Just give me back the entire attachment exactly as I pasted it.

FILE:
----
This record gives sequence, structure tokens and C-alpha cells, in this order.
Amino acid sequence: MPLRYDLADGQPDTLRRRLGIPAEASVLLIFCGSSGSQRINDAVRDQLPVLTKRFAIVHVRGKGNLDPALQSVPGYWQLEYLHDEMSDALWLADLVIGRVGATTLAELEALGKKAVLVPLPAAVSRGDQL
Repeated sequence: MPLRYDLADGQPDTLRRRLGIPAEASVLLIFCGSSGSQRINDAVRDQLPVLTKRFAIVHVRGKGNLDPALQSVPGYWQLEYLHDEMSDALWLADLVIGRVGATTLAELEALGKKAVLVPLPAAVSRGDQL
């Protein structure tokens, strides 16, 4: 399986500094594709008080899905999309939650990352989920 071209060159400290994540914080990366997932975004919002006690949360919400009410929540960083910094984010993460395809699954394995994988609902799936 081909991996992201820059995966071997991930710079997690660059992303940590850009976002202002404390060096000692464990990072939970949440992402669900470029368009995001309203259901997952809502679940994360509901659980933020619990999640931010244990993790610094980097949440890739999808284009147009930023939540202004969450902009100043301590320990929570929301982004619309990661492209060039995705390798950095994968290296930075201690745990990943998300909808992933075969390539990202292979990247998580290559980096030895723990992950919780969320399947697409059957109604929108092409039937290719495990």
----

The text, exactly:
This record gives sequence, structure tokens and C-alpha cells, in this order.
Amino acid sequence: MPLRYDLADGQPDTLRRRLGIPAEASVLLIFCGSSGSQRINDAVRDQLPVLTKRFAIVHVRGKGNLDPALQSVPGYWQLEYLHDEMSDALWLADLVIGRVGATTLAELEALGKKAVLVPLPAAVSRGDQL
Repeated sequence: MPLRYDLADGQPDTLRRRLGIPAEASVLLIFCGSSGSQRINDAVRDQLPVLTKRFAIVHVRGKGNLDPALQSVPGYWQLEYLHDEMSDALWLADLVIGRVGATTLAELEALGKKAVLVPLPAAVSRGDQL
């Protein structure tokens, strides 16, 4: 399986500094594709008080899905999309939650990352989920 071209060159400290994540914080990366997932975004919002006690949360919400009410929540960083910094984010993460395809699954394995994988609902799936 081909991996992201820059995966071997991930710079997690660059992303940590850009976002202002404390060096000692464990990072939970949440992402669900470029368009995001309203259901997952809502679940994360509901659980933020619990999640931010244990993790610094980097949440890739999808284009147009930023939540202004969450902009100043301590320990929570929301982004619309990661492209060039995705390798950095994968290296930075201690745990990943998300909808992933075969390539990202292979990247998580290559980096030895723990992950919780969320399947697409059957109604929108092409039937290719495990």